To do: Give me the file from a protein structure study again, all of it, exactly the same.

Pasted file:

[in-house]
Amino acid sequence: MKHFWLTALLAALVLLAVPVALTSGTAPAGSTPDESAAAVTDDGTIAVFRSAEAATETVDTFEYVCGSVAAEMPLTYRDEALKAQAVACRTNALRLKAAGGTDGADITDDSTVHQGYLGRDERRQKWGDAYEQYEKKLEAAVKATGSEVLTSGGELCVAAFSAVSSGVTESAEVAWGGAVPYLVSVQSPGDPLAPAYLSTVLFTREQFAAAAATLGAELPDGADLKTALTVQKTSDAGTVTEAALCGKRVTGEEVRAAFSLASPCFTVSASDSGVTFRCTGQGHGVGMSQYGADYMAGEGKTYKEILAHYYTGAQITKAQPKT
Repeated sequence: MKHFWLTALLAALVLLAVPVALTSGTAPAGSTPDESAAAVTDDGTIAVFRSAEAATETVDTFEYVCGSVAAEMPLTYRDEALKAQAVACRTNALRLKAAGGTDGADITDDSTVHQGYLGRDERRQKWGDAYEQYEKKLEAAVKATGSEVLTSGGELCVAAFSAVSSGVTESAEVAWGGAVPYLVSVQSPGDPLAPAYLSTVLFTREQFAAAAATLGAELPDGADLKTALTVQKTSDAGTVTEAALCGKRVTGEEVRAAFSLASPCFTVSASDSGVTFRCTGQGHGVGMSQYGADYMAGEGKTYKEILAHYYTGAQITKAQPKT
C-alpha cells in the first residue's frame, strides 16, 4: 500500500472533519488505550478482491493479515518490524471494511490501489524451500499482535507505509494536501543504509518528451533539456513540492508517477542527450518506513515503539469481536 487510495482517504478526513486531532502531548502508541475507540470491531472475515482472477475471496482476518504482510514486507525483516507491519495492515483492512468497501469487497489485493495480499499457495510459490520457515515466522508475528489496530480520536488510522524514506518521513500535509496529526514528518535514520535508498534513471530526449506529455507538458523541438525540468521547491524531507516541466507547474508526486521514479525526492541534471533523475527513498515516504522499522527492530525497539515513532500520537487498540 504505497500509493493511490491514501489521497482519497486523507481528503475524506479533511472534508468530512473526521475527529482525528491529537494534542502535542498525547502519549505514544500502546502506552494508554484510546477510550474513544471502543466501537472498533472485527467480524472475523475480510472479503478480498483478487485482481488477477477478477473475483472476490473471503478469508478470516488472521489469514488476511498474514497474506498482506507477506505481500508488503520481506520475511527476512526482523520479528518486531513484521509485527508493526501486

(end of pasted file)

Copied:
[in-house]
Amino acid sequence: MKHFWLTALLAALVLLAVPVALTSGTAPAGSTPDESAAAVTDDGTIAVFRSAEAATETVDTFEYVCGSVAAEMPLTYRDEALKAQAVACRTNALRLKAAGGTDGADITDDSTVHQGYLGRDERRQKWGDAYEQYEKKLEAAVKATGSEVLTSGGELCVAAFSAVSSGVTESAEVAWGGAVPYLVSVQSPGDPLAPAYLSTVLFTREQFAAAAATLGAELPDGADLKTALTVQKTSDAGTVTEAALCGKRVTGEEVRAAFSLASPCFTVSASDSGVTFRCTGQGHGVGMSQYGADYMAGEGKTYKEILAHYYTGAQITKAQPKT
Repeated sequence: MKHFWLTALLAALVLLAVPVALTSGTAPAGSTPDESAAAVTDDGTIAVFRSAEAATETVDTFEYVCGSVAAEMPLTYRDEALKAQAVACRTNALRLKAAGGTDGADITDDSTVHQGYLGRDERRQKWGDAYEQYEKKLEAAVKATGSEVLTSGGELCVAAFSAVSSGVTESAEVAWGGAVPYLVSVQSPGDPLAPAYLSTVLFTREQFAAAAATLGAELPDGADLKTALTVQKTSDAGTVTEAALCGKRVTGEEVRAAFSLASPCFTVSASDSGVTFRCTGQGHGVGMSQYGADYMAGEGKTYKEILAHYYTGAQITKAQPKT
C-alpha cells in the first residue's frame, strides 16, 4: 500500500472533519488505550478482491493479515518490524471494511490501489524451500499482535507505509494536501543504509518528451533539456513540492508517477542527450518506513515503539469481536 487510495482517504478526513486531532502531548502508541475507540470491531472475515482472477475471496482476518504482510514486507525483516507491519495492515483492512468497501469487497489485493495480499499457495510459490520457515515466522508475528489496530480520536488510522524514506518521513500535509496529526514528518535514520535508498534513471530526449506529455507538458523541438525540468521547491524531507516541466507547474508526486521514479525526492541534471533523475527513498515516504522499522527492530525497539515513532500520537487498540 504505497500509493493511490491514501489521497482519497486523507481528503475524506479533511472534508468530512473526521475527529482525528491529537494534542502535542498525547502519549505514544500502546502506552494508554484510546477510550474513544471502543466501537472498533472485527467480524472475523475480510472479503478480498483478487485482481488477477477478477473475483472476490473471503478469508478470516488472521489469514488476511498474514497474506498482506507477506505481500508488503520481506520475511527476512526482523520479528518486531513484521509485527508493526501486